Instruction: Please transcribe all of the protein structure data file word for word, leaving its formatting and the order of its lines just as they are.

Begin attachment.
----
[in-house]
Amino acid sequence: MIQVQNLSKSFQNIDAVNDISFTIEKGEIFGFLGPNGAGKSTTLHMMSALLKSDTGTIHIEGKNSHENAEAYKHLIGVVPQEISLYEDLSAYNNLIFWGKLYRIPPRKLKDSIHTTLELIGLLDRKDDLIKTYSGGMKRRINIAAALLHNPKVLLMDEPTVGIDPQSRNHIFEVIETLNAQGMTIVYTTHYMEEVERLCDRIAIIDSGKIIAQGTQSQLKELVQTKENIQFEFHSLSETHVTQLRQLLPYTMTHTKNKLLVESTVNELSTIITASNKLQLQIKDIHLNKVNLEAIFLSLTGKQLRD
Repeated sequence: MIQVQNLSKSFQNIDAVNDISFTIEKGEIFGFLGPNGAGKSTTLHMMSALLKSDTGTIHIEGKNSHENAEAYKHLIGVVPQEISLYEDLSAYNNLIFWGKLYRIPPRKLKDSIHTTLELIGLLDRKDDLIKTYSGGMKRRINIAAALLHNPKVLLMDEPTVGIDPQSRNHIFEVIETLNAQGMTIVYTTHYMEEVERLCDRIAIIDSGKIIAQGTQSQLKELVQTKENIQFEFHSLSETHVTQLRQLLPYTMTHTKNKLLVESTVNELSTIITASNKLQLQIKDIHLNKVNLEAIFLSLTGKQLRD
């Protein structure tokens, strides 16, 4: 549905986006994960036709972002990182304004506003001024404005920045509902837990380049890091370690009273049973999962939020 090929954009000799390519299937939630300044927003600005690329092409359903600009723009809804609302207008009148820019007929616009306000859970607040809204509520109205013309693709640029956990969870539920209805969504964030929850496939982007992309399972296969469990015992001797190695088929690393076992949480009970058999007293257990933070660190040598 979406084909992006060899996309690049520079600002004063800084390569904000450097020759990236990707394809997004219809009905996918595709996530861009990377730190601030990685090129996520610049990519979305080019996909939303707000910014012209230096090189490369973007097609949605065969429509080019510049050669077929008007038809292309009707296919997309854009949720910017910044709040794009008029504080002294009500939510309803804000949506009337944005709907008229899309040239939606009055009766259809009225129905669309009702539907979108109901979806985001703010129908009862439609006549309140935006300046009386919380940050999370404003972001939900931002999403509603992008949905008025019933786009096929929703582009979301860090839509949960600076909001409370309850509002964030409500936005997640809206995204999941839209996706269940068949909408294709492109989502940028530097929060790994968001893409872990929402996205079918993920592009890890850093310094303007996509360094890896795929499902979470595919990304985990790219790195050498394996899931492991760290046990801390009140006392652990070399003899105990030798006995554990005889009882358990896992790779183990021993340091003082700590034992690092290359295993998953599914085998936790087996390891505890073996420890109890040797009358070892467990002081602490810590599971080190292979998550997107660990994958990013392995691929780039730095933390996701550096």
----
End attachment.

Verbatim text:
[in-house]
Amino acid sequence: MIQVQNLSKSFQNIDAVNDISFTIEKGEIFGFLGPNGAGKSTTLHMMSALLKSDTGTIHIEGKNSHENAEAYKHLIGVVPQEISLYEDLSAYNNLIFWGKLYRIPPRKLKDSIHTTLELIGLLDRKDDLIKTYSGGMKRRINIAAALLHNPKVLLMDEPTVGIDPQSRNHIFEVIETLNAQGMTIVYTTHYMEEVERLCDRIAIIDSGKIIAQGTQSQLKELVQTKENIQFEFHSLSETHVTQLRQLLPYTMTHTKNKLLVESTVNELSTIITASNKLQLQIKDIHLNKVNLEAIFLSLTGKQLRD
Repeated sequence: MIQVQNLSKSFQNIDAVNDISFTIEKGEIFGFLGPNGAGKSTTLHMMSALLKSDTGTIHIEGKNSHENAEAYKHLIGVVPQEISLYEDLSAYNNLIFWGKLYRIPPRKLKDSIHTTLELIGLLDRKDDLIKTYSGGMKRRINIAAALLHNPKVLLMDEPTVGIDPQSRNHIFEVIETLNAQGMTIVYTTHYMEEVERLCDRIAIIDSGKIIAQGTQSQLKELVQTKENIQFEFHSLSETHVTQLRQLLPYTMTHTKNKLLVESTVNELSTIITASNKLQLQIKDIHLNKVNLEAIFLSLTGKQLRD
């Protein structure tokens, strides 16, 4: 549905986006994960036709972002990182304004506003001024404005920045509902837990380049890091370690009273049973999962939020 090929954009000799390519299937939630300044927003600005690329092409359903600009723009809804609302207008009148820019007929616009306000859970607040809204509520109205013309693709640029956990969870539920209805969504964030929850496939982007992309399972296969469990015992001797190695088929690393076992949480009970058999007293257990933070660190040598 979406084909992006060899996309690049520079600002004063800084390569904000450097020759990236990707394809997004219809009905996918595709996530861009990377730190601030990685090129996520610049990519979305080019996909939303707000910014012209230096090189490369973007097609949605065969429509080019510049050669077929008007038809292309009707296919997309854009949720910017910044709040794009008029504080002294009500939510309803804000949506009337944005709907008229899309040239939606009055009766259809009225129905669309009702539907979108109901979806985001703010129908009862439609006549309140935006300046009386919380940050999370404003972001939900931002999403509603992008949905008025019933786009096929929703582009979301860090839509949960600076909001409370309850509002964030409500936005997640809206995204999941839209996706269940068949909408294709492109989502940028530097929060790994968001893409872990929402996205079918993920592009890890850093310094303007996509360094890896795929499902979470595919990304985990790219790195050498394996899931492991760290046990801390009140006392652990070399003899105990030798006995554990005889009882358990896992790779183990021993340091003082700590034992690092290359295993998953599914085998936790087996390891505890073996420890109890040797009358070892467990002081602490810590599971080190292979998550997107660990994958990013392995691929780039730095933390996701550096």